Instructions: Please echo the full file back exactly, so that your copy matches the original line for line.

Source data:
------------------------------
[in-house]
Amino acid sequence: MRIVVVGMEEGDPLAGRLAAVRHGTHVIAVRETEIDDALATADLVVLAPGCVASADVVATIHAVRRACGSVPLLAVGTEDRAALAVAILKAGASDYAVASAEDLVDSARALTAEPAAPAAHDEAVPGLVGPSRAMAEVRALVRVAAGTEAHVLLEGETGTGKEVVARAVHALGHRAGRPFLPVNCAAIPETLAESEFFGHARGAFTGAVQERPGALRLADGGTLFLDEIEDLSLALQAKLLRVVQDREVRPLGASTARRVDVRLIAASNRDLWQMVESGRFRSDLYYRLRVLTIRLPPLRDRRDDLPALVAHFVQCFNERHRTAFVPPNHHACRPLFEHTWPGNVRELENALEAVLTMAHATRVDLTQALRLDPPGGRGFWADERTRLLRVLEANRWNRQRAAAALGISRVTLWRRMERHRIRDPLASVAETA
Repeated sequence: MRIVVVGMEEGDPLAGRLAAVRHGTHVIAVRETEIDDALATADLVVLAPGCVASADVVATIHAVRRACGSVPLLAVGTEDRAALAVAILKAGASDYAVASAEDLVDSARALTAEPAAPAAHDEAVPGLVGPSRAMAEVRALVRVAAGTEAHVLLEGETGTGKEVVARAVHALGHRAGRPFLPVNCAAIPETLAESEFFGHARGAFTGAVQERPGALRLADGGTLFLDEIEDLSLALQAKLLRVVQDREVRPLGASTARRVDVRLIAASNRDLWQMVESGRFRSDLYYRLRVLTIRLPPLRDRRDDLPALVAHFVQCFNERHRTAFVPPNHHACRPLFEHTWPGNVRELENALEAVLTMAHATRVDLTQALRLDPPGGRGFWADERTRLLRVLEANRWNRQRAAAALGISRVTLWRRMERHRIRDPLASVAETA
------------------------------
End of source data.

[in-house]
Amino acid sequence: MRIVVVGMEEGDPLAGRLAAVRHGTHVIAVRETEIDDALATADLVVLAPGCVASADVVATIHAVRRACGSVPLLAVGTEDRAALAVAILKAGASDYAVASAEDLVDSARALTAEPAAPAAHDEAVPGLVGPSRAMAEVRALVRVAAGTEAHVLLEGETGTGKEVVARAVHALGHRAGRPFLPVNCAAIPETLAESEFFGHARGAFTGAVQERPGALRLADGGTLFLDEIEDLSLALQAKLLRVVQDREVRPLGASTARRVDVRLIAASNRDLWQMVESGRFRSDLYYRLRVLTIRLPPLRDRRDDLPALVAHFVQCFNERHRTAFVPPNHHACRPLFEHTWPGNVRELENALEAVLTMAHATRVDLTQALRLDPPGGRGFWADERTRLLRVLEANRWNRQRAAAALGISRVTLWRRMERHRIRDPLASVAETA
Repeated sequence: MRIVVVGMEEGDPLAGRLAAVRHGTHVIAVRETEIDDALATADLVVLAPGCVASADVVATIHAVRRACGSVPLLAVGTEDRAALAVAILKAGASDYAVASAEDLVDSARALTAEPAAPAAHDEAVPGLVGPSRAMAEVRALVRVAAGTEAHVLLEGETGTGKEVVARAVHALGHRAGRPFLPVNCAAIPETLAESEFFGHARGAFTGAVQERPGALRLADGGTLFLDEIEDLSLALQAKLLRVVQDREVRPLGASTARRVDVRLIAASNRDLWQMVESGRFRSDLYYRLRVLTIRLPPLRDRRDDLPALVAHFVQCFNERHRTAFVPPNHHACRPLFEHTWPGNVRELENALEAVLTMAHATRVDLTQALRLDPPGGRGFWADERTRLLRVLEANRWNRQRAAAALGISRVTLWRRMERHRIRDPLASVAETA